I guess sociologists are off the charts!
Here, via The American Virgin.
Heh, that's what I said when I saw this chart...where are the drama majors...oh never mind.
Ha. I don't even know what to say about this! I go to a college very similar to Wellesley and this is not how it would pan out here...
My goodness. I didn't realise us artistic types were so...ah, prolific.
I don't understand. Why does this matter? So , to prove that the mythical , over sexed teen doesn't exist or what? Or are you just trying to make me feel better? LOL
Interesting though, they are not getting any......
As a political scientist, I would just like to say that it is unacceptable that computer science people not only make much more money than I ever will, they also get laid more. Isn't there a government agency to regulate this sort of stuff?
I think Lisa posted it as a [very amusing] joke.
She writes "sociologists are off the charts!"--a play on words since literally sociology is not "on" the chart as a variable, but figuratively, the joke is that ociologists are either so prolific or reserved that the chart cannot accommodate their numbers.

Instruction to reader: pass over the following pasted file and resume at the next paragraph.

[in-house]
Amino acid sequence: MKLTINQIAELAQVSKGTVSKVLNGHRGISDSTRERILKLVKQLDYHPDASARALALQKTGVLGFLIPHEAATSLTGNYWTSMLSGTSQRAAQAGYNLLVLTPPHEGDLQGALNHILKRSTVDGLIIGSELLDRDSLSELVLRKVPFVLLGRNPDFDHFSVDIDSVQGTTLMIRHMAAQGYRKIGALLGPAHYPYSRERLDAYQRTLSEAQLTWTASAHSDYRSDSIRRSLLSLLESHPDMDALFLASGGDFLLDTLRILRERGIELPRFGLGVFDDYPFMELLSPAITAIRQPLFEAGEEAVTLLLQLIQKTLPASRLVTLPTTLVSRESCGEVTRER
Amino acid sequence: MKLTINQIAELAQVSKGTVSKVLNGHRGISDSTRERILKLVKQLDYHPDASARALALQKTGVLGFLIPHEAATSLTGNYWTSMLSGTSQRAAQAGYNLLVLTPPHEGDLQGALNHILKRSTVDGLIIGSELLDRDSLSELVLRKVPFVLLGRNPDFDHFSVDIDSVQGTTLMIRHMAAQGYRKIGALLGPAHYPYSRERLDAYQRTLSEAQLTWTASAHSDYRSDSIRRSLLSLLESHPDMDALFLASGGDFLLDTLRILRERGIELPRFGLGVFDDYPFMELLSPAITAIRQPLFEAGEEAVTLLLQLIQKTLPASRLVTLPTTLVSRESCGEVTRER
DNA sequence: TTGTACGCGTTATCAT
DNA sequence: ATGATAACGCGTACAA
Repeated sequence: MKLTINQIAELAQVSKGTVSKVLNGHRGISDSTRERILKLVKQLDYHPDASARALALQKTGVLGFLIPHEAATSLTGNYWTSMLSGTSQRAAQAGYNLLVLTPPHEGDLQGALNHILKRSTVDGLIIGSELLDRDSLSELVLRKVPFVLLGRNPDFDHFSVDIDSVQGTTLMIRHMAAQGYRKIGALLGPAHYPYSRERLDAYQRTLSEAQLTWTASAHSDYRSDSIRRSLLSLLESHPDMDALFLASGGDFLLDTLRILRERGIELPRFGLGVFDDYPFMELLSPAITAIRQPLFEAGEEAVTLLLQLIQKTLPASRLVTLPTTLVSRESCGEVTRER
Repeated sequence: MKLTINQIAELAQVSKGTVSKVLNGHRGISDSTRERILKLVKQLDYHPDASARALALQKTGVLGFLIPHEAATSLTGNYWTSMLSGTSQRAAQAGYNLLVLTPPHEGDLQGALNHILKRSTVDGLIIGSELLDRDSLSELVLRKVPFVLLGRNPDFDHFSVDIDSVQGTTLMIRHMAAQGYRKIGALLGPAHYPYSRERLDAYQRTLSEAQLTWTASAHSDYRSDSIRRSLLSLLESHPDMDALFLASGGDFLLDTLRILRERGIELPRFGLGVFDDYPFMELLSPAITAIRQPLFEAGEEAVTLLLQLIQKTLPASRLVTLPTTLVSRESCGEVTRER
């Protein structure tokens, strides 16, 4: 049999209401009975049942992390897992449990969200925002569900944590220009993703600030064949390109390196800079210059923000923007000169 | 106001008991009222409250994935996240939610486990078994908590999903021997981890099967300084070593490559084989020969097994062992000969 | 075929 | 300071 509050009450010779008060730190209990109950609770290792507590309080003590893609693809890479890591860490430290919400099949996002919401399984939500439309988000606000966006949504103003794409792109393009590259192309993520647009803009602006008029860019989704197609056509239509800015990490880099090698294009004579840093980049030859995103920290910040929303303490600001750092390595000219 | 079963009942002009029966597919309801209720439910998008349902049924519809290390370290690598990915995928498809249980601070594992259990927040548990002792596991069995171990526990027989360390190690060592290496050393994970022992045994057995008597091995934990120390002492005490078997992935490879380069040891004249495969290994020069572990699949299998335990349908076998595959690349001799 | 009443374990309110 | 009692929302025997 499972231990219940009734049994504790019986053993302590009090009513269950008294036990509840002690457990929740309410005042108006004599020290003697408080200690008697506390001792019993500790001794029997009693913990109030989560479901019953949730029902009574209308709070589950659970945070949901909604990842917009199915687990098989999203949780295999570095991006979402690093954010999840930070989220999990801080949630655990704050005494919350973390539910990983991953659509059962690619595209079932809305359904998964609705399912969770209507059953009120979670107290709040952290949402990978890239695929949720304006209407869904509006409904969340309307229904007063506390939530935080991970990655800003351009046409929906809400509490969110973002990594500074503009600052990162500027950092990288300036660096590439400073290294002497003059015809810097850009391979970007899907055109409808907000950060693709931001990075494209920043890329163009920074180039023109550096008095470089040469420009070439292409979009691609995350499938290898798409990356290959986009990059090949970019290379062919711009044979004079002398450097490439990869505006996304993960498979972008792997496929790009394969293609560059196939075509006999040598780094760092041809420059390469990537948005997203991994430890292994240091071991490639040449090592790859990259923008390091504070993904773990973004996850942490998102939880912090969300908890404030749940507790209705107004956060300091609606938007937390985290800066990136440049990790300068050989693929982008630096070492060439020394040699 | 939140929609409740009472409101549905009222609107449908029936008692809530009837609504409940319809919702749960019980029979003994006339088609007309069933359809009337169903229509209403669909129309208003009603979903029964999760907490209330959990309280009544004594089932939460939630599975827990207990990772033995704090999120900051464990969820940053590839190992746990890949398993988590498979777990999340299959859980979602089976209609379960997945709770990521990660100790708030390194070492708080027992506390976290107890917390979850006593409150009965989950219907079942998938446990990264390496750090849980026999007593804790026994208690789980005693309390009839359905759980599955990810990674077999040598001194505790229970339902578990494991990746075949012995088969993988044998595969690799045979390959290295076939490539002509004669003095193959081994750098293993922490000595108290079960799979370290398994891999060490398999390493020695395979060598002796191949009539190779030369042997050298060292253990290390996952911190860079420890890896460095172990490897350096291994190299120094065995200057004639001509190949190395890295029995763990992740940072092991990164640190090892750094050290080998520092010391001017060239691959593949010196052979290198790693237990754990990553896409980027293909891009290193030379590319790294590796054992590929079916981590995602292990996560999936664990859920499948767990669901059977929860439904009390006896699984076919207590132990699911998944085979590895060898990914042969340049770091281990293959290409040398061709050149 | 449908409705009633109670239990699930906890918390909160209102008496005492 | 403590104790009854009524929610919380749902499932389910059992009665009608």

This is pretty silly, but the first thing to note is that (assuming the study wasn't based on medical examinations) the survey results show % self-reporting they are virgins, rather than actual figures on virginity. Consequently, what we may see here is anthropologists' greater familiarity with surveys and therefore greater willingness to be forthcoming than say mathematicians.I.e., it may not be sexual activity that varies but willingness to talk about it.
Second, as a single snapshot, we have no way of knowing if this is just random distribution for this term, as opposed to an actual tendency. Perhaps next year's intake of mathematicians would have them at 20% and anthropologists at 83%.
Hooray for anthropologists!!! (my very own field ;-) )
I guess this school doesn't have engineering? I imagine we'd be up near the math majors.
I'm with Runte, sorta... I think anthropology and studio arts majors might just be more comfortable talking about it. Anything over sixty seems a little unrealistic to me regardless of field.
I would love to know how this data was gathered, and what kind of N we're looking at here.
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